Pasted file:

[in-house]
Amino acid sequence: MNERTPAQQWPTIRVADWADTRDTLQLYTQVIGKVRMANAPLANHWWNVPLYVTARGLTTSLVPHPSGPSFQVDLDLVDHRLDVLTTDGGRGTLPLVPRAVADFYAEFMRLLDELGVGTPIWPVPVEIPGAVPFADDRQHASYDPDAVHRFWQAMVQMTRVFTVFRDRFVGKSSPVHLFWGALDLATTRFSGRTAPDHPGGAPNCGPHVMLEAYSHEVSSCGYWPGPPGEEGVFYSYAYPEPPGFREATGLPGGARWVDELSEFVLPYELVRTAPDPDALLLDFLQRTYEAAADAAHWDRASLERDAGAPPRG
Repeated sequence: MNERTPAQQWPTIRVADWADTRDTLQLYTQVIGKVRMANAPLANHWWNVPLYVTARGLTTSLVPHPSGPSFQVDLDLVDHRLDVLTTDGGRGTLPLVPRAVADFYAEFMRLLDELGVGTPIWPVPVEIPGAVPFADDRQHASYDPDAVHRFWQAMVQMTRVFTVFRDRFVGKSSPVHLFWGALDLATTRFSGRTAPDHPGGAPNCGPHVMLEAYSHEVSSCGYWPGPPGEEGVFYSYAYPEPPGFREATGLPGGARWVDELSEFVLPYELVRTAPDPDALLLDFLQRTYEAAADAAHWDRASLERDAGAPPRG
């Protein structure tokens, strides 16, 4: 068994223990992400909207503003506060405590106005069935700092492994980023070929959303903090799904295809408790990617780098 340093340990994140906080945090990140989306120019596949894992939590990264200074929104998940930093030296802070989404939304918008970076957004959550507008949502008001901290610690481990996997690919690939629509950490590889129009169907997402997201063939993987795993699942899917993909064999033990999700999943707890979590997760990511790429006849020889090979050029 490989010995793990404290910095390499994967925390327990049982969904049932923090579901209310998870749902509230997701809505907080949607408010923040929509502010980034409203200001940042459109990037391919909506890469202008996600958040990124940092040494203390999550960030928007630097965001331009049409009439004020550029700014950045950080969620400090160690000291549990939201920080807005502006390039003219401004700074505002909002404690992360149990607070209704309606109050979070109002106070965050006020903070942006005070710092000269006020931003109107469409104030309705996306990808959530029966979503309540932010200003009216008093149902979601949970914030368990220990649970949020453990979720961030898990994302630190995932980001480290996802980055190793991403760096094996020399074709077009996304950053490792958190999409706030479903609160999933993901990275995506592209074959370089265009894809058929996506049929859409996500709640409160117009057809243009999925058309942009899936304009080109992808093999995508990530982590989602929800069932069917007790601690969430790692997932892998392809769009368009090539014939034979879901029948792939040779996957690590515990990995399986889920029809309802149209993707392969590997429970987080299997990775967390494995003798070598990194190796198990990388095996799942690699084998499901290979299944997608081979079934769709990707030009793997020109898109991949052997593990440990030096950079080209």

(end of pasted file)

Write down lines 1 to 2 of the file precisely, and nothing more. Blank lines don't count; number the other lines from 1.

[in-house]
Amino acid sequence: MNERTPAQQWPTIRVADWADTRDTLQLYTQVIGKVRMANAPLANHWWNVPLYVTARGLTTSLVPHPSGPSFQVDLDLVDHRLDVLTTDGGRGTLPLVPRAVADFYAEFMRLLDELGVGTPIWPVPVEIPGAVPFADDRQHASYDPDAVHRFWQAMVQMTRVFTVFRDRFVGKSSPVHLFWGALDLATTRFSGRTAPDHPGGAPNCGPHVMLEAYSHEVSSCGYWPGPPGEEGVFYSYAYPEPPGFREATGLPGGARWVDELSEFVLPYELVRTAPDPDALLLDFLQRTYEAAADAAHWDRASLERDAGAPPRG